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2 Corinthians 5:1-10

Context
Living by Faith, Not by Sight

5:1 For we know that if our earthly house, the tent we live in, 1  is dismantled, 2  we have a building from God, a house not built by human hands, that is eternal in the heavens. 5:2 For in this earthly house 3  we groan, because we desire to put on 4  our heavenly dwelling, 5:3 if indeed, after we have put on 5  our heavenly house, 6  we will not be found naked. 5:4 For we groan while we are in this tent, 7  since we are weighed down, 8  because we do not want to be unclothed, but clothed, so that what is mortal may be swallowed up by life. 5:5 Now the one who prepared us for this very purpose 9  is God, who gave us the Spirit as a down payment. 10  5:6 Therefore we are always full of courage, and we know that as long as we are alive here on earth 11  we are absent from the Lord – 5:7 for we live 12  by faith, not by sight. 5:8 Thus we are full of courage and would prefer to be away 13  from the body and at home with the Lord. 5:9 So then whether we are alive 14  or away, we make it our ambition to please him. 15  5:10 For we must all appear before the judgment seat of Christ, 16  so that each one may be paid back according to what he has done while in the body, whether good or evil. 17 

1 sn The expression the tent we live in refers to “our earthly house, our body.” Paul uses the metaphor of the physical body as a house or tent, the residence of the immaterial part of a person.

2 tn Or “destroyed.”

3 tn Or “dwelling place.”

4 tn Or “to be clothed with.”

5 tc ‡ Some mss read “taken off” (ἐκδυσάμενοι, ekdusamenoi) instead of “put on” (ἐνδυσάμενοι, endusamenoi). This alternative reading would change the emphasis of the verse from putting on “our heavenly house” to taking off “our earthly house” (see the following note regarding the specification of the referent). The difference between the two readings is one letter (ν or κ), either of which may be mistaken for the other especially when written in uncial script. ἐνδυσάμενοι enjoys strong support from the Alexandrian text (Ì46 א B C 33 1739 1881), Byzantine witnesses, versions (lat sy co), and Clement of Alexandria. The Western text is the only texttype to differ: D*,c reads ἐκδυσάμενοι, as does ar fc Mcion Tert Spec; F and G read εκλ for εκδ which indirectly aligns them with D (and was surely due to confusion of letters in uncial script). Thus “put on” has the oldest and best external attestation by far. Internal evidence also favors this reading. At first glance, it may seem that “after we have put on our heavenly house we will not be found naked” is an obvious statement; the scribe of D may have thought so and changed the participle. But v. 3 seems parenthetical (so A. Plummer, Second Corinthians [ICC], 147), and the idea that “we do not want to be unclothed but clothed” is repeated in v. 4 with an explanatory “for.” This concept also shows up in v. 2 with the phrase “we desire to put on.” So the context can be construed to argue for “put on” as the original reading. B. M. Metzger argues against the reading of NA27, stating that ἐκδυσάμενοι is “an early alteration to avoid apparent tautology” (TCGNT 511; so also Plummer, 148). In addition, the reading ἐνδυσάμενοι fits the Pauline pattern of equivalence between apodosis and protasis that is found often enough in his conditional clauses. Thus, “put on” has the mark of authenticity and should be considered original.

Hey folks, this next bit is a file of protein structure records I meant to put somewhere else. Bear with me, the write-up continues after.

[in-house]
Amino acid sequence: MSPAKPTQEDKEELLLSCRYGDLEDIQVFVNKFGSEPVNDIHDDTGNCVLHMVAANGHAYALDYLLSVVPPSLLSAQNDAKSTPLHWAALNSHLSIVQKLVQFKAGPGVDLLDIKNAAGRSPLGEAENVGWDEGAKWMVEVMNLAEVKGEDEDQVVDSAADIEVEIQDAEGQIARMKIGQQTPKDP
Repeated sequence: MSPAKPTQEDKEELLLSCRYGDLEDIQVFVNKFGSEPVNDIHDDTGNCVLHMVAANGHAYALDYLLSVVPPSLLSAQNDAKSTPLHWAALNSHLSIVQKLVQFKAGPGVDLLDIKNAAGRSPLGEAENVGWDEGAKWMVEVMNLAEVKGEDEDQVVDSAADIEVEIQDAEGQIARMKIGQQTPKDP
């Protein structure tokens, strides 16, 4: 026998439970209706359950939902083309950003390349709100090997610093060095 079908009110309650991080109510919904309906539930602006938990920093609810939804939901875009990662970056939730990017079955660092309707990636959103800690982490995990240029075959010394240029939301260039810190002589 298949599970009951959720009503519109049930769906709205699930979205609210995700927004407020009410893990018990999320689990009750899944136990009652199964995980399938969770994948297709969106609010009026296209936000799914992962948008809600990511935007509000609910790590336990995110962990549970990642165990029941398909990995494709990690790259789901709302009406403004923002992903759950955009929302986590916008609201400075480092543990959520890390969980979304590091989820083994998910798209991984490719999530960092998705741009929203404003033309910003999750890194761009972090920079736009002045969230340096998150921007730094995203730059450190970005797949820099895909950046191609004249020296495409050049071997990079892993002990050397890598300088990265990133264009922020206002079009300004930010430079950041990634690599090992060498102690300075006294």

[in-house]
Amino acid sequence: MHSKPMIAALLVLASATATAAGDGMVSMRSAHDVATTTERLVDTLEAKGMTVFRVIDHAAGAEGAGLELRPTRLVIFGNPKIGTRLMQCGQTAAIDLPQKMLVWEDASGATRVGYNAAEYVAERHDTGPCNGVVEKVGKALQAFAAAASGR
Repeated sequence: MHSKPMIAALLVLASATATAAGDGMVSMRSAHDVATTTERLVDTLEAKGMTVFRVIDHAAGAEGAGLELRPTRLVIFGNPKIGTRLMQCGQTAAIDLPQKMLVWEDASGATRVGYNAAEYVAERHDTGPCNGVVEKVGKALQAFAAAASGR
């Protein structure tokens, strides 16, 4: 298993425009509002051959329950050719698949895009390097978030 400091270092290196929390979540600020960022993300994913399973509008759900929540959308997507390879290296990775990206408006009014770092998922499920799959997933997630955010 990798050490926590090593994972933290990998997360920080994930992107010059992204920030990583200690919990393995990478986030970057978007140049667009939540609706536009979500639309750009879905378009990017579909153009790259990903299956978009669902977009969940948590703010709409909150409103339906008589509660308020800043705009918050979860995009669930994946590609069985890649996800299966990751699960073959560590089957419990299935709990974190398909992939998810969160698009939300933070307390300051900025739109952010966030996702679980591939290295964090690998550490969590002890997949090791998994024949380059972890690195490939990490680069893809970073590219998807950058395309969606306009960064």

6 tn Grk “it”; the referent (the “heavenly dwelling” of the previous verse) has been specified in the translation for clarity.

7 sn See the note in 5:1 on the phrase the tent we live in.

8 tn Or “we are burdened.”

9 tn Grk “for this very thing.”

10 tn Or “first installment,” “pledge,” “deposit” (see the note on the phrase “down payment” in 1:22).

11 tn Grk “we know that being at home in the body”; an idiom for being alive (L&N 23.91).

12 tn Grk “we walk.”

13 tn Or “be absent.”

14 tn Grk “whether we are at home” [in the body]; an idiom for being alive (L&N 23.91).

15 tn Grk “to be pleasing to him.”

16 sn The judgment seat (βῆμα, bhma) was a raised platform mounted by steps and sometimes furnished with a seat, used by officials in addressing an assembly or making pronouncements, often on judicial matters. The judgment seat was a common item in Greco-Roman culture, often located in the agora, the public square or marketplace in the center of a city. Use of the term in reference to Christ’s judgment would be familiar to Paul’s 1st century readers.

17 tn Or “whether good or bad.”



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